Every January in the UK ‘The Spine Race’ runs the 268-mile length of the Pennine Way and the 2018’s race tested even the most seasoned of ultra runners.
This year the race lived up to its extreme reputation, with both winners, Pavel Paloncy and Carol Morgan, stating it was even more brutal than previous years. How do they know? They have both won before and to the amazement of Fast Running, they keep coming back for more.
“The first 50-60% was fast, the bogs were even dry,” said Czech adventure runner Paloncy, describing the conditions of the epic trek. “Then the snow came and it was brutal.”
Irish ultra runner Morgan added: “the first 24-36 hours were nice and quick, we actually saw male and female course records in the ‘baby’ 108 mile Spine Challenger Race. But then it was much, much tougher than last year, a whole lot less predictable when the snow arrived.
“At 4 am, with four inches of fresh snow and a blizzard howling around you, you focus on staying alive. It’s still an honour to be out there in those conditions though.”
Listening to Morgan describe the battle with the conditions as an “honour” and you start to see the mindset of the endurance runner who has won the 268-mile race for the last two years.
A “holiday” as well as an “honour”
“For me, it’s a holiday and the tough conditions just mean you get to spend more time in beautiful places like the Cheviots and the Moors,” explains Morgan. “I’ve prepared hard, really hard, for this race and when it comes around I tell myself I’m going to enjoy it. Otherwise, what’s the point? It’s a hobby for me.”
Throughout the conversation, Morgan’s determination and motivation come across. It’s great to see that it’s self-determination, intrinsic motivation, the kind that every coach wants to see in an athlete. Last year’s Dragon’s Back race winner has one primary goal, every time she toes the start line.
“The first aim is always to finish. It’s more important to me than anything else,” she says. “Five years ago I DNF’d the Lakeland 100 [yet has returned to win in 2015]. I spoke to a really wise friend who asked me what was important to me?
“There may be other secondary goals like a time or a place, but ultimately it’s got to be about getting to that finish line.”
Paloncy similarly has a long game. “I don’t race early, it’s not about being first at checkpoint one,” he says. “It’s about being first at the finish line. You have to run your on race.”
With 268 miles, anything can happen and this year saw several high profile DNFs like record holder Eoin Keith and fell runner and early leader Jim Mann.
The character of the men’s winner is serious, yet there’s a dry humour underneath. When asked about the kit he carries? “A towel” is his response. And why? “Because a towel, [The Hitchhiker’s Guide to the Galaxy] says, is about the most massively useful thing an interstellar Spine Racer can have.”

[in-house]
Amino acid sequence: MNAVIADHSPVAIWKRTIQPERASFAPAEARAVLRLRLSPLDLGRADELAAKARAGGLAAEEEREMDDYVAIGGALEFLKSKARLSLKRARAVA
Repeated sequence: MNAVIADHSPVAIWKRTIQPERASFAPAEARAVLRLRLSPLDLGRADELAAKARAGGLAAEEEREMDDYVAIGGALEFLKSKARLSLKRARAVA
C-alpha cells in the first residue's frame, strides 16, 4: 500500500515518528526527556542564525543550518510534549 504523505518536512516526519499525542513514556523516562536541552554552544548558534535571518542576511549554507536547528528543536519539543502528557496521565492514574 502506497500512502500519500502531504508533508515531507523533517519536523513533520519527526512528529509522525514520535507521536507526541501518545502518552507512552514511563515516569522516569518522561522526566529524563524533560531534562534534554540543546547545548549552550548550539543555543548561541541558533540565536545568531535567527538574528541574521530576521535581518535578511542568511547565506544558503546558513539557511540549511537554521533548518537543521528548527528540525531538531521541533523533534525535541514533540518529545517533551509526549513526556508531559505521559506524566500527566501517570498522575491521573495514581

That and a pair of Star Wars socks are signs that Paloncy is not of this world.
“It’s not a running race”
Now some may be asking why are Fast Running talking about a race with an average pace for the course record of around 21-22 minutes per mile. Even Paloncy enjoys the irony as “it’s not a running race”. Well given the bogs, snow, distance and the horrendous weather each year, I know that it’s relatively fast running – all things considered. Have you run through a bog before?
So what brings people back to this tortuous event each year? Surely it isn’t just the chance of meeting Allan Rumbles or Damo Hall on a wet hillside and the half pint offered in Kirk Yetholm to all those who complete the Pennine Way?
“All of us women experience sexism throughout our lives and one thing I love about the Spine is taking it to the men,” says Morgan, who finished sixth overall in 2017 and seventh overall this year. “A race of this toughness is a great leveller.”
The inspiration of Morgan’s running even made it onto the BBC Radio Manchester Women in Sport hour midweek, but she may have missed it out on the Pennine Way. It’s inspirational stuff and certainly puts the recent cross country gender debate into perspective.
“I enjoy the training, the journey and the race. It’s my holiday and I’m no professional runner, its a hobby and I have to love doing it,” she humbly adds, and further examples that Morgan’s motivation is strong and true.
Many a runner could learn not to focus on others around you. It’s about your own race and the journey towards it.
For Paloncy it is a combination of two of his loves, ultra running and adventure racing, yet after five Spine finishes, he says he’s not coming back next time.
Neither is Morgan, after successive wins, but the mind is a peculiar thing and soon the hardships of the race will fade in the memory and it wouldn’t be wise betting against seeing one from this pair starting in 2019.
There are other race and other plans ahead. Paloncy only has a small year, as there’s uncertainty for the Czech National Adventure racing team. But still he mentions races in South Africa, Andorra and the almighty Tor des Geants in Aosta, Italy. For some a lifetime of races, but the Czech machine still feels the need to add the Spartan 24hr race in for December, where he was second in 2017.
With everyone safe and sound after another brutal year at the Spine, this iconic race continues to grow in stature and draw in masochists from around the globe. If you’re tempted here’s what I took from these two Spine victors.
The number one goal is to finish. Not every holiday is to the Caribbean. Break it down into smaller chunks. Always carry a towel.